Discipleship is a choice.

First Reading Deuteronomy 30:15-20

Psalm Psalm 1

Second Reading Philemon 1-21

Gospel Luke 14:25-33

“Choose life so that you and your descendants may live, loving the Lord your God, obeying him, and holding fast to him.” In the Name of God: Father, Son, and Holy Spirit. Amen.

From Bryan, a disciple of Jesus Christ, by the will of God and constantly reaffirmed choice,

To the saints of St. Paul’s Episcopal Church Macon and all the faithful of middle Georgia, the Diocese of Atlanta, and the one holy catholic and apostolic Church,

Grace to you and peace from God our Father and our Lord Jesus Christ!

I give thanks for you constantly and lift each of you up to God in my prayers, for I am thankful for this community and the journey we share, seeking God’s will and acting, challenging ourselves to love like Jesus as we worship joyfully, serve compassionately, and grow spiritually.

If this sounds like the beginning of Paul’s letters to his church, it is not by accident. I honor by imitation our patron Paul on the occasion of our anniversary. While we continue to celebrate 150 years of this parish, that is not the anniversary I refer to. This week, we passed the three year mark as priest and parish journeying together.

Just over three years ago, with the bishop’s approval, your vestry called us to one another. Our time together has been marked by choices. We decided how we would treat one another by adopting a congregational covenant. We established safe space to talk, listen, and occasionally disagree. We encouraged one another to stretch our vision of God’s call to us. We chose to double down on many of our traditions and ministries, and embarked on new ways to be, to respond, and to serve.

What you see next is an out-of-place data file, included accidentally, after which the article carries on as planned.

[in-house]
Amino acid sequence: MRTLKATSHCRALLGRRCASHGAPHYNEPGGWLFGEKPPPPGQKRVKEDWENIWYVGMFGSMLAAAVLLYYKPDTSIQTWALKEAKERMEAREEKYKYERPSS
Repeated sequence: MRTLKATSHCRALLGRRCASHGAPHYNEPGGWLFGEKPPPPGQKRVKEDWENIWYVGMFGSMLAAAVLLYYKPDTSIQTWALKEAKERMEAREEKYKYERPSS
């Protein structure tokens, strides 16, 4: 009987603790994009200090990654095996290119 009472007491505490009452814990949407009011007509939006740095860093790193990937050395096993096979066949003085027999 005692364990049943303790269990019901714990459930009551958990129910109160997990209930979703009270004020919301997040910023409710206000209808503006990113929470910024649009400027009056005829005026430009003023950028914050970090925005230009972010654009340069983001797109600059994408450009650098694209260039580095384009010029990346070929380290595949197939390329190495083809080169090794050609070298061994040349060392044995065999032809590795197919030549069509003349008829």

Entering our fourth year together, we continue to make choices. Discipleship, our life in Christ, is all about our choices. Against all the options, temptations, and pressures of life, you have chosen to be here this Sunday morning. In the old TV show Mama’s Family, one of the characters was pushing back against Mama’s desire for them all to attend Sunday services. One said, “You don’t have to go to church every Sunday to get to heaven.” Mama replied, “No, but it helps!”

Our scriptures today outline the nature of our choices, and how the choice to follow Jesus can be challenging. Yet choosing discipleship is to choose life.

Deuteronomy offers Israel the options of blessings, life and prosperity, or curses, death and adversity. We are urged to choose life, by loving God, obeying God’s commandments, and walking in God’s ways. This does not promise wealth and prosperity, nor does it prevent suffering and adversity. But by loving and holding fast to God in faith and with endurance, we will be continually reconciled with God and others, and we will receive God’s blessing. Heaven and earth are witness to the choices we make, both good and bad. We are to pursue the choices that lead to God’s life!

Sometimes these are difficult choices. Large crowds are following Jesus as he moves toward Jerusalem. He takes the opportunity to expand on the call to discipleship and its demands. In rather strong terms, Jesus suggests discipleship requires that we hate our family and friends. But the hate Jesus describes is not malice, violence, or any other feeling or expression of hate we might apply. Jesus is not talking about an emotion, rather action. Jesus is describing the uncompromising loyalty to himself and the mission required for discipleship. Choices will have to be made, and they may risk division, even in the closest of human relationships.